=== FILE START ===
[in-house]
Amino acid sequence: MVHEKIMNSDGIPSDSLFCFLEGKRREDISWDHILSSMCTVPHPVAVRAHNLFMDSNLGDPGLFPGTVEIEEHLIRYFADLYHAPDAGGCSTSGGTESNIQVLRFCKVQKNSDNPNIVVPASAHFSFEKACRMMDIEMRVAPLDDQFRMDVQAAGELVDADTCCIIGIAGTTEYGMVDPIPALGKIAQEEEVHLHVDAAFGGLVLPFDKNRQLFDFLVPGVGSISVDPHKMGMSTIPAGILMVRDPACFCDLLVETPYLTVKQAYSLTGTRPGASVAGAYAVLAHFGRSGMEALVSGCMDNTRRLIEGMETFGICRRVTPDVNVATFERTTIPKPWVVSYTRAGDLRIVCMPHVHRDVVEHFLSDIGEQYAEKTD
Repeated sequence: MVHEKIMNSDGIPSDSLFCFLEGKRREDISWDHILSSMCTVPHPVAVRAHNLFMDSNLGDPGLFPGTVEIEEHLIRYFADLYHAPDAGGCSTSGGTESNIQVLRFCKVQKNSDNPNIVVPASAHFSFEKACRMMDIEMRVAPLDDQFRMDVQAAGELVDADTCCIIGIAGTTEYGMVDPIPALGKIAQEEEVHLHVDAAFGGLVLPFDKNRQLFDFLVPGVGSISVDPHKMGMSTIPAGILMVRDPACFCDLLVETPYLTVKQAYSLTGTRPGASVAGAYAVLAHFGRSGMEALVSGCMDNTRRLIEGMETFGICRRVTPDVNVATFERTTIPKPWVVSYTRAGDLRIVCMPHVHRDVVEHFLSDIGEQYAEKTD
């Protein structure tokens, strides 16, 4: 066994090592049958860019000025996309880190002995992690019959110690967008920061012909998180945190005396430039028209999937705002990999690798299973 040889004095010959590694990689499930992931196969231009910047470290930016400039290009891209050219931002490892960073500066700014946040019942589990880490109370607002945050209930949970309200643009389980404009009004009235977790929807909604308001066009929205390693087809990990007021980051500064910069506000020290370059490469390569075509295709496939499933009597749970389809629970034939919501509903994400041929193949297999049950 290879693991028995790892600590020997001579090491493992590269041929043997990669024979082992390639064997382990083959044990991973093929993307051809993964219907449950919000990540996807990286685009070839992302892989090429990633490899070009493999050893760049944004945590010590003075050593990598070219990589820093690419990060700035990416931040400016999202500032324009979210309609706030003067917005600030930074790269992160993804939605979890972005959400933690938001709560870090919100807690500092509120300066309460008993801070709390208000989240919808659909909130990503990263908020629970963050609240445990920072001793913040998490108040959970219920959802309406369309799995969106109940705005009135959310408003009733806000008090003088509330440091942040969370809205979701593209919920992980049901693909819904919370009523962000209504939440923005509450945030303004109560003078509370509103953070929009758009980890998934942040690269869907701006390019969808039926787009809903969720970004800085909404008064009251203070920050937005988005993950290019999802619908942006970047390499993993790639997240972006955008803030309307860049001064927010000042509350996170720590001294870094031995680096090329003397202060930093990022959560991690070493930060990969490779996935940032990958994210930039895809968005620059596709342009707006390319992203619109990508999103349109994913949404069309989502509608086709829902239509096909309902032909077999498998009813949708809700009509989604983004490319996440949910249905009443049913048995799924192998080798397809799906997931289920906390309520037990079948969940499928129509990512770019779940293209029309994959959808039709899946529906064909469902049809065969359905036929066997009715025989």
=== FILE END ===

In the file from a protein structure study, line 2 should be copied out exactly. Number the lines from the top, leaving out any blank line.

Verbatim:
Amino acid sequence: MVHEKIMNSDGIPSDSLFCFLEGKRREDISWDHILSSMCTVPHPVAVRAHNLFMDSNLGDPGLFPGTVEIEEHLIRYFADLYHAPDAGGCSTSGGTESNIQVLRFCKVQKNSDNPNIVVPASAHFSFEKACRMMDIEMRVAPLDDQFRMDVQAAGELVDADTCCIIGIAGTTEYGMVDPIPALGKIAQEEEVHLHVDAAFGGLVLPFDKNRQLFDFLVPGVGSISVDPHKMGMSTIPAGILMVRDPACFCDLLVETPYLTVKQAYSLTGTRPGASVAGAYAVLAHFGRSGMEALVSGCMDNTRRLIEGMETFGICRRVTPDVNVATFERTTIPKPWVVSYTRAGDLRIVCMPHVHRDVVEHFLSDIGEQYAEKTD